Private sector holds the Key to the economy
By Nelson Musau
The 2012/13 budget aims at sustaining economic growth by restoring and sustaining macroeconomic stability and focusing on economic policies and structural reforms aimed at facilitating private sector expansion, promoting productivity and building the resilience necessary for employment creation and poverty reduction.
To attain the aforementioned targets, the government projects to spend approximately KShs. 1.46 trillion. Kenya has to navigate the terrain of unfavorable weather conditions, relatively unstable macroeconomic climate laced with double digit inflation and high interest rates, anemic economic growth, lingering elections and cross the turbulent waters of unstable international market experienced in 2011/12 to realize the fruits of the investment.
Indubitably, the quest to sustain economic growth through expansion of the private sector is a noble idea that resonates with the spirit of the constitution and the drift of the new economic order. But of great interest is the level of our increased projected expenditure, the sources of financing and the inclusion of the private sector in Kenya’s development agenda.
Of the projected expenditure, 70% entails non-discretionary expenditures which consist of statutory obligations and salaries for constitutional offices. The remaining 30% will be directed towards development expenditure expected to be principally sourced through borrowing. The budget presents a deficit of KShs. 279 billion.
For Kenya to attain a stable macroeconomic climate and realize the Vision 2030 dream, the above trend has to be reversed. Going forward, Kenya must adopt a balanced budget at worst to accelerate growth. The first step is to cut on non-priority expenditure. Maintenance and operations of ministries and departments entailing printing, hospitality supplies and services, foreign travel and subsistence costs, purchase of motor vehicles, office furniture and other equipment, amongst other unjustified expenditure must be reduced. Article 201 of the constitution which advocates for prudence and responsibility in expenditure of public money should be entrenched as one of the guiding principles.
Notwithstanding the cut on unnecessary recurrent expenditure, financing the budget and fast tracking the development agenda remains imperative for the economy. Treasury heavily relies on tax revenue and borrowing for financing which have serious ramifications such as constrained tax base as well as crowding out of investors due to increased domestic borrowing. Kenya has a complex tax code which defies the international best practices culminating into poor tax collection hence tax reforms are incessantly beckoning. The tax system ought to be improved by rationalizing the existing tax incentives, expanding the tax base and removing irrational tax exemptions. The Minister has made an attempt on this by revoking erstwhile exemptions for the privileged state officers under the Income Tax Act and the Customs and Excise Act. Despite the tax reforms, the economy needs also to register significant economic growth if the tax revenue is to increase.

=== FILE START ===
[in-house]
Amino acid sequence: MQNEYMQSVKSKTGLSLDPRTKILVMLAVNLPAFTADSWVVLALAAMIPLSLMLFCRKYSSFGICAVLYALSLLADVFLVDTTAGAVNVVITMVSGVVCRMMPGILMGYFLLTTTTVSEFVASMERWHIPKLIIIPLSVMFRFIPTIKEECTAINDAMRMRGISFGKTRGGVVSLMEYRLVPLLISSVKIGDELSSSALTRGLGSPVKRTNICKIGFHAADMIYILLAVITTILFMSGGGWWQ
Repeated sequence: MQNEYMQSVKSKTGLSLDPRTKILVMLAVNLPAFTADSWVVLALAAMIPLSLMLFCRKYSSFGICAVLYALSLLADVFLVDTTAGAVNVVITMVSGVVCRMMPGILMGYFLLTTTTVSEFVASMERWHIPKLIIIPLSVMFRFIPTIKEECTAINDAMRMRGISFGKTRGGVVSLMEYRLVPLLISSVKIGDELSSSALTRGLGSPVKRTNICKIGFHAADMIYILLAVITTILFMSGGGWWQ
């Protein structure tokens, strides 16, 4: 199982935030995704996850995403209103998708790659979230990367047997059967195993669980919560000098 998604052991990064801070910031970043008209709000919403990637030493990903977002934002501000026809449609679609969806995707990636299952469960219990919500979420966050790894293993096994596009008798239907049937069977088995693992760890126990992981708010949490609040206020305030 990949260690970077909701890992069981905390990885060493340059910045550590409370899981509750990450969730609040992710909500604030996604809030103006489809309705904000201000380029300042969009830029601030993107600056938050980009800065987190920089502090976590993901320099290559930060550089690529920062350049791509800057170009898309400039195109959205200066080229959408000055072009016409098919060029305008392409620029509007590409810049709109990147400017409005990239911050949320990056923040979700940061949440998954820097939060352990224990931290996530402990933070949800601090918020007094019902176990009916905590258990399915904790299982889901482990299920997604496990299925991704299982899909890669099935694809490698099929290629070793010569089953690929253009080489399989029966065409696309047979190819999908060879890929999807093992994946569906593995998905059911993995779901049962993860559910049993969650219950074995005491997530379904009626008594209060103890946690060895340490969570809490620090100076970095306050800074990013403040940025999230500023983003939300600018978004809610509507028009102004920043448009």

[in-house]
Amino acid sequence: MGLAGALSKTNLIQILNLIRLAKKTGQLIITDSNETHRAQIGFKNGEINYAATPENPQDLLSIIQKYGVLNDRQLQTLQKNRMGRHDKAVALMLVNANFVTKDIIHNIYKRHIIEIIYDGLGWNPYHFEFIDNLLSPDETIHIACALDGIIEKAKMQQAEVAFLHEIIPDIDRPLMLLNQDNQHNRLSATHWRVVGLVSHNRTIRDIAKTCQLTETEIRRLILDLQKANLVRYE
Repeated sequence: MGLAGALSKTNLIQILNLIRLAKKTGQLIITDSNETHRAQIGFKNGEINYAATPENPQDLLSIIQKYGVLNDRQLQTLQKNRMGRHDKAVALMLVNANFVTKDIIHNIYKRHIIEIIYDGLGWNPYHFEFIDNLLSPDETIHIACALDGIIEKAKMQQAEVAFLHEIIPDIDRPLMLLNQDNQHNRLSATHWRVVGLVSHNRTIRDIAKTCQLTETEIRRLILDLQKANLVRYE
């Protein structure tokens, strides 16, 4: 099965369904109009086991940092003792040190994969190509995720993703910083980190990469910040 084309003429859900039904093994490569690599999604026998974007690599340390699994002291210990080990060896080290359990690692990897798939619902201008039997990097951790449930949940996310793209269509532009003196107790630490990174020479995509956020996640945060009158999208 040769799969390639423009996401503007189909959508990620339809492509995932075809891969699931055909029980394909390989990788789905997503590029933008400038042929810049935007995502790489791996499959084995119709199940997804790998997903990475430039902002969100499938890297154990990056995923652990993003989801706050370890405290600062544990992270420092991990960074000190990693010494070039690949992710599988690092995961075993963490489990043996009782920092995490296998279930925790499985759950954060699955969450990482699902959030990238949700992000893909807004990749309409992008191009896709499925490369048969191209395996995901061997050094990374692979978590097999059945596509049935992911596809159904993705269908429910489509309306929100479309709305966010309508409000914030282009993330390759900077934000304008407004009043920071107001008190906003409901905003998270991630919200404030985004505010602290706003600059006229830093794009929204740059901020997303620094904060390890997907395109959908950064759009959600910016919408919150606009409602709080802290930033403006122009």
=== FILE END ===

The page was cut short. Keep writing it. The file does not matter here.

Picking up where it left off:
The other source of solace is borrowing. A debt sustainability analysis for Kenya in late 2011 based on the International Monetary Fund (IMF) frameworks shows that the economy faces a low risk of external debt distress. However, the public debt to GDP ratio which currently stands at approximately 51% is not sustainable. If the economy turns to debt financing, the pursuit to ensure long term debt sustainability will be compromised. Over reliance on debt is detrimental in the quest of a sustainable debt level which might destabilize the macroeconomic climate thus crowding out the private sector investment.
The proverbial silver lining is visible in the government’s realization that the private sector holds the key to revolutionizing the economy. More than ever before, the privatization program as well as the enactment of Public-Private Partnership (PPP) Bill has to be accelerated. The PPP will create a convivial environment for private participation in the provision of public services through investment of capital, managerial skills and technology.
However, for the economy to realize the full benefits of the PPP, a number of issues must be addressed. Political, policy and institutional and technological framework must be set up to define the necessary and desirable levels of collaboration between the public and private partners. In such a partnership, non-traditional partners are expected to coalesce hence the risks of collusion; co-option and conflict of interest remain inevitable. Such risks must be acknowledged and managed at the earliest time possible.
The private sector participation must also be managed to ensure that the corporates strengthen and supplement the efforts of the government without assuming the roles of the government. Roles and boundaries will also have to be drawn between the private and public partners. In a nutshell, all the issues that impede private sector players from transacting with the government must be addressed while the private sector must be ready to take the economy to the next level. In this partnership, Kenya needs not re-invent the wheel as lessons can be drawn from economies like India, Thailand and closer home, South Africa. The private-public partnership initiative has therefore to be embraced as the mustard seed that should find fertile ground to germinate and transcend the Kenyan economy to new heights.
The writer is a tax consultant with Ernst & Young. Email: email@example.com. Views expressed are not necessarily those of Ernst & Young.